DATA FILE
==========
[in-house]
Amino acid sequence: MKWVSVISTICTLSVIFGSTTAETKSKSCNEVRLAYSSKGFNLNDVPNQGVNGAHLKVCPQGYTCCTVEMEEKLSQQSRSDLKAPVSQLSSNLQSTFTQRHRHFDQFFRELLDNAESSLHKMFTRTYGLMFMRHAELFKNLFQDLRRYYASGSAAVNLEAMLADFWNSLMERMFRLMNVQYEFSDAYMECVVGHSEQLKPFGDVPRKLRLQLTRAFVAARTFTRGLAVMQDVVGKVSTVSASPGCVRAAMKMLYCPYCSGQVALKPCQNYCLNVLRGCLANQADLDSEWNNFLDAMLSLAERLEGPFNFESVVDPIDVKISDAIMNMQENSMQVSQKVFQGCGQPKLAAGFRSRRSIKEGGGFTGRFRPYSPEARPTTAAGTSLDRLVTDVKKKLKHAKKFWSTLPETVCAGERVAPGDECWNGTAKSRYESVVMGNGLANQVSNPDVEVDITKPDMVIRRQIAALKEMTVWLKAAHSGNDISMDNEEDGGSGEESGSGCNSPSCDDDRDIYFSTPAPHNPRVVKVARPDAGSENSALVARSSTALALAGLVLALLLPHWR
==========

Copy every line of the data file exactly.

[in-house]
Amino acid sequence: MKWVSVISTICTLSVIFGSTTAETKSKSCNEVRLAYSSKGFNLNDVPNQGVNGAHLKVCPQGYTCCTVEMEEKLSQQSRSDLKAPVSQLSSNLQSTFTQRHRHFDQFFRELLDNAESSLHKMFTRTYGLMFMRHAELFKNLFQDLRRYYASGSAAVNLEAMLADFWNSLMERMFRLMNVQYEFSDAYMECVVGHSEQLKPFGDVPRKLRLQLTRAFVAARTFTRGLAVMQDVVGKVSTVSASPGCVRAAMKMLYCPYCSGQVALKPCQNYCLNVLRGCLANQADLDSEWNNFLDAMLSLAERLEGPFNFESVVDPIDVKISDAIMNMQENSMQVSQKVFQGCGQPKLAAGFRSRRSIKEGGGFTGRFRPYSPEARPTTAAGTSLDRLVTDVKKKLKHAKKFWSTLPETVCAGERVAPGDECWNGTAKSRYESVVMGNGLANQVSNPDVEVDITKPDMVIRRQIAALKEMTVWLKAAHSGNDISMDNEEDGGSGEESGSGCNSPSCDDDRDIYFSTPAPHNPRVVKVARPDAGSENSALVARSSTALALAGLVLALLLPHWR